Butterworth has been Head of Music at Napier College in Edinburgh since 1968.
His Dictionary of American Composers was published in New York in 1984. His
love of Aaron Copland's music goes back many years. In fact he graduated
from Nottingham University with degrees in English and Music and an MA for
a thesis on Copland.
This new book forms a valuable addition to our knowledge about the composer.
Using over 160 musical examples, Butterworth analyses every one of the composer's
works from his early 'difficult' compositions, following his classes with
Nadia Boulanger in Paris, like the Dance and Organ Symphonies and the Piano
Concerto, though to his awakening and response to the musical demands of
the American public with a series of popular works like El Salon Mexico Rodeo,
Billy the Kid, Appalachian Spring, and the Clarinet Concerto; and finally
to his later forays into serialism with Connotations and Inscape.
André Previn, in his sharply-observed preface, reminds us that Copland
has become synonymous with American Music and "...endless film scores
attempting to depict certain 'outdoor' aspects of America - to be specific
the West and New England - steal blithely from those pages of Copland's
most famous scores which can be imitated but never actually duplicated."
Previn also reminds us that Copland's style - "the voicings of the chords
and the intervallic leaps in the melodic lines are unmistakeable"; and that
as a teacher (of both music and music appreciation) he had an enormous influence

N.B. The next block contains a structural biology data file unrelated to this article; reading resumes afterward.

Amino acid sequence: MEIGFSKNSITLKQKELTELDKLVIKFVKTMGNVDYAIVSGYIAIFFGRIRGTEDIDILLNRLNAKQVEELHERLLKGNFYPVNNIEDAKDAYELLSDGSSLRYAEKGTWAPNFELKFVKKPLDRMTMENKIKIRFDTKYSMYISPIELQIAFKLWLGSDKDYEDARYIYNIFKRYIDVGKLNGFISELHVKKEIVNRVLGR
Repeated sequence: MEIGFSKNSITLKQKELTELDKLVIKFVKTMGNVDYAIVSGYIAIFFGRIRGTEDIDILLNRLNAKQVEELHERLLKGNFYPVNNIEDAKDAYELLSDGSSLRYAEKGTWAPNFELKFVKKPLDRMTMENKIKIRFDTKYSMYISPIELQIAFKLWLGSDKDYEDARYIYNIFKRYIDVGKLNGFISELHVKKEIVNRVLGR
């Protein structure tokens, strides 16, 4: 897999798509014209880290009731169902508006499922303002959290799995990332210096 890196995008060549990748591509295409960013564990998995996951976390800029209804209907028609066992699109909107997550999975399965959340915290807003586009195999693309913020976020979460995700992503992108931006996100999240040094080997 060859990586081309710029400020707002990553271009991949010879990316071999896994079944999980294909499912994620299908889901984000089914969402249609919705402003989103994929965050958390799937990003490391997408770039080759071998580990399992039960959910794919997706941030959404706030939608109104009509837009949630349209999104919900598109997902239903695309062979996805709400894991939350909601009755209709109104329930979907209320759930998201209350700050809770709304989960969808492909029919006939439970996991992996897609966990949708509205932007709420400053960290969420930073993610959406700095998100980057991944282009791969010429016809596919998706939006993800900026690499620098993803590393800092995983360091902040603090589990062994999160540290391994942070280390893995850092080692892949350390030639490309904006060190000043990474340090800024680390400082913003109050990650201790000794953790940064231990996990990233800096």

..."no one has written on musical matters with more lucidity and strength."
This is a book aimed mainly at the professional musician, but the readable
style will appeal to the general music lover with limited technical knowledge
too for the author's analyses often contain much of interest besides the
actual musical examples. I was, however rather disconcerted about the chapter
on the Third Symphony where Butterworth digs deep into musical theory and
gets lost in the notes at the expense of a more general and human view of
the work. It is left to the last paragraph when Darius Milhaud is quoted
as having said: "His recent symphony has more grandeur and a deeper lyricism,
but the melancholy simplicity of its themes are a direct expression of his
own delicate sadness and sensitive heart." Readers might find a little more
insight by reading the interview with Copland on his Third Symphony published
in the notes for the 1979 CBS recording of the work with the Philharmonia
conducted by the composer.
I was disappointed, too, to see there was no discography a serious omission
and I felt the film music, apart from The Red Pony, was too briefly covered
(when will academics catch up with the rest of us and begin to appreciate
film music more?). Butterworth considers that The Heiress does not merit
a concert suite - I suggest that he listens to Slatkin's 1994 recording of
Arnold Freed's eight-minute suite of music from the film.
On the credit side there is much to admire: the in-depth coverage of the
opera The Tender Land, the absorbing section on Copland the writer and the
insight in the analysis of Copland's Style and Language. Butterworth identifies
Copland's economy of thematic material, his habitual use of the melodic interval
of a third, major and minor; themes built on arpeggios (that inevitably include
thirds); the more indirect influence of hymn tunes and folk tunes (often
the his melodies have a folk song flavour but they are nevertheless original;
in fact he has probably influenced American folk music more than it has
influenced him!); and the influence of jazz.
Butterworth also reminds us that despite occasional bitonality and the use
of serial techniques his harmonic language is basically diatonic.